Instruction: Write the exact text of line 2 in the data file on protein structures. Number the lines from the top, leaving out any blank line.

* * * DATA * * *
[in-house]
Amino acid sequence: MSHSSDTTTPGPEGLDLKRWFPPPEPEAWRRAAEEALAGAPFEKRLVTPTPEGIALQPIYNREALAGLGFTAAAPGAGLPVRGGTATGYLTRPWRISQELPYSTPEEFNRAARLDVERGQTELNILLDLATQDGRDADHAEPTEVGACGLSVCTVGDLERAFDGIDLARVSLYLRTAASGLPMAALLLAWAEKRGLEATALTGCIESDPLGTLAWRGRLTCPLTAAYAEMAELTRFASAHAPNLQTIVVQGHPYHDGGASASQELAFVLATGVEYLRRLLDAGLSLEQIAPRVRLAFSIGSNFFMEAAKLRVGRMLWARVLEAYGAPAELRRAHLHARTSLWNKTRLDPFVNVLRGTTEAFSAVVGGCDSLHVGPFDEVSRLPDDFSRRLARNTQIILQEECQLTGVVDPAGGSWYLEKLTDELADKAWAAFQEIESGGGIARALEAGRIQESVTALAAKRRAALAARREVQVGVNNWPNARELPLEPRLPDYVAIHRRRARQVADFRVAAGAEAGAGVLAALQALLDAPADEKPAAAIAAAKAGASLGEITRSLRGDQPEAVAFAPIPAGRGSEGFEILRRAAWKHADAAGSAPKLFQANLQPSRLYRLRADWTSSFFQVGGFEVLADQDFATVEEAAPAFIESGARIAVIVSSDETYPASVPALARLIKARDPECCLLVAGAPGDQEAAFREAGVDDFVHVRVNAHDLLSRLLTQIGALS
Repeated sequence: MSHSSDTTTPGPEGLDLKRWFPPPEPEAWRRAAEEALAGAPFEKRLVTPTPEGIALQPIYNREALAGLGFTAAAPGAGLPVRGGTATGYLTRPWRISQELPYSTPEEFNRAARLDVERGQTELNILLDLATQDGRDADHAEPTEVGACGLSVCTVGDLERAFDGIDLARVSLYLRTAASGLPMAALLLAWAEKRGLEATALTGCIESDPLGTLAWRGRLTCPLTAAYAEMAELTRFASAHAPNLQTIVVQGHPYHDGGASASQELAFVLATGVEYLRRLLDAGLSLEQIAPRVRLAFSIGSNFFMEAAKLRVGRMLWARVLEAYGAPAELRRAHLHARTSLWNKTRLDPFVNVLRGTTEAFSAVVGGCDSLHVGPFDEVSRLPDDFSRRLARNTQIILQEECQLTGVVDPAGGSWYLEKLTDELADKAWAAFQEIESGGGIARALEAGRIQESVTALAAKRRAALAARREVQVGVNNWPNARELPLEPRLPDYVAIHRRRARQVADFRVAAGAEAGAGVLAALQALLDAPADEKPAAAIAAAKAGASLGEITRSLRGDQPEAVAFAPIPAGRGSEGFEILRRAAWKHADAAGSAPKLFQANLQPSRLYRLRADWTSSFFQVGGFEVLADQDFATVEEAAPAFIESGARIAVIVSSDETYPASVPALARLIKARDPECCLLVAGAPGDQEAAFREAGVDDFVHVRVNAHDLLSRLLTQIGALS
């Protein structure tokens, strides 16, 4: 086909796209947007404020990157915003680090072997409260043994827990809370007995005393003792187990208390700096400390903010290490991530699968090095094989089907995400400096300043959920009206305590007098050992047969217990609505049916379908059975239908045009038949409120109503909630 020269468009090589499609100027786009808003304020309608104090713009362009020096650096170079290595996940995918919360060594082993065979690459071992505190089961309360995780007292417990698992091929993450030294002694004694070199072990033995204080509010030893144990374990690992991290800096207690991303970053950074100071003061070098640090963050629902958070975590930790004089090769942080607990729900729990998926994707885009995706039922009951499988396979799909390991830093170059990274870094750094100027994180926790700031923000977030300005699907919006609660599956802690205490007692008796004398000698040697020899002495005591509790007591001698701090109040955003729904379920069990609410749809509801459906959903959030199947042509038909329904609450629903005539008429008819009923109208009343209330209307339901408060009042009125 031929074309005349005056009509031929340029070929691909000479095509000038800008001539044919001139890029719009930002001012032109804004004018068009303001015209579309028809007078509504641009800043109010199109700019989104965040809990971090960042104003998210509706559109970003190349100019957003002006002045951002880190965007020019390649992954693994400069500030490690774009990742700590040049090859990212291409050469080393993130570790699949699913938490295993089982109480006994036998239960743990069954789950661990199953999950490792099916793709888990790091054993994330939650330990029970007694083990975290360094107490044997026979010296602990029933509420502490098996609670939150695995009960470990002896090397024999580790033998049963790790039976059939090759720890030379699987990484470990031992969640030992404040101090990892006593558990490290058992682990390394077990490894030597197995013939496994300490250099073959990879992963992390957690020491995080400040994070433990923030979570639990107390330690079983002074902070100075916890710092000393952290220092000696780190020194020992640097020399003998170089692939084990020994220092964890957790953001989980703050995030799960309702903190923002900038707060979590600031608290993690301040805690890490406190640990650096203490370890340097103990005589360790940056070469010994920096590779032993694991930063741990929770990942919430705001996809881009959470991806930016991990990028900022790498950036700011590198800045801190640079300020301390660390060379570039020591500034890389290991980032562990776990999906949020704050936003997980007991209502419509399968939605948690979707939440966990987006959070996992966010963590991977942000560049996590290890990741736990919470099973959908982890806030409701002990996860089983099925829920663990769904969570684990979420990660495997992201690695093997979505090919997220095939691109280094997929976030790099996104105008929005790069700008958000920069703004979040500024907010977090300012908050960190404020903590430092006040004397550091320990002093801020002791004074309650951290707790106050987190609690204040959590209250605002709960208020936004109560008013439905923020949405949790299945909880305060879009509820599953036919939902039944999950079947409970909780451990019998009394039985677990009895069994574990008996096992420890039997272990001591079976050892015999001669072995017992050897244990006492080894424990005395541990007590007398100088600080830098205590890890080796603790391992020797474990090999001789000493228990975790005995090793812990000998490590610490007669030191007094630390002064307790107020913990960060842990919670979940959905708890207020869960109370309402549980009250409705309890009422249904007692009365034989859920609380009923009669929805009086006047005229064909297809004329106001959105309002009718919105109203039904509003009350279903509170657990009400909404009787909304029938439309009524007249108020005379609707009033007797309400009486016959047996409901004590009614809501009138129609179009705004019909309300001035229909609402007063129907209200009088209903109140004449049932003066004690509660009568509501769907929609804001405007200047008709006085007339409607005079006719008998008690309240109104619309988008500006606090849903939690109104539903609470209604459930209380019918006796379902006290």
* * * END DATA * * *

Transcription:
Amino acid sequence: MSHSSDTTTPGPEGLDLKRWFPPPEPEAWRRAAEEALAGAPFEKRLVTPTPEGIALQPIYNREALAGLGFTAAAPGAGLPVRGGTATGYLTRPWRISQELPYSTPEEFNRAARLDVERGQTELNILLDLATQDGRDADHAEPTEVGACGLSVCTVGDLERAFDGIDLARVSLYLRTAASGLPMAALLLAWAEKRGLEATALTGCIESDPLGTLAWRGRLTCPLTAAYAEMAELTRFASAHAPNLQTIVVQGHPYHDGGASASQELAFVLATGVEYLRRLLDAGLSLEQIAPRVRLAFSIGSNFFMEAAKLRVGRMLWARVLEAYGAPAELRRAHLHARTSLWNKTRLDPFVNVLRGTTEAFSAVVGGCDSLHVGPFDEVSRLPDDFSRRLARNTQIILQEECQLTGVVDPAGGSWYLEKLTDELADKAWAAFQEIESGGGIARALEAGRIQESVTALAAKRRAALAARREVQVGVNNWPNARELPLEPRLPDYVAIHRRRARQVADFRVAAGAEAGAGVLAALQALLDAPADEKPAAAIAAAKAGASLGEITRSLRGDQPEAVAFAPIPAGRGSEGFEILRRAAWKHADAAGSAPKLFQANLQPSRLYRLRADWTSSFFQVGGFEVLADQDFATVEEAAPAFIESGARIAVIVSSDETYPASVPALARLIKARDPECCLLVAGAPGDQEAAFREAGVDDFVHVRVNAHDLLSRLLTQIGALS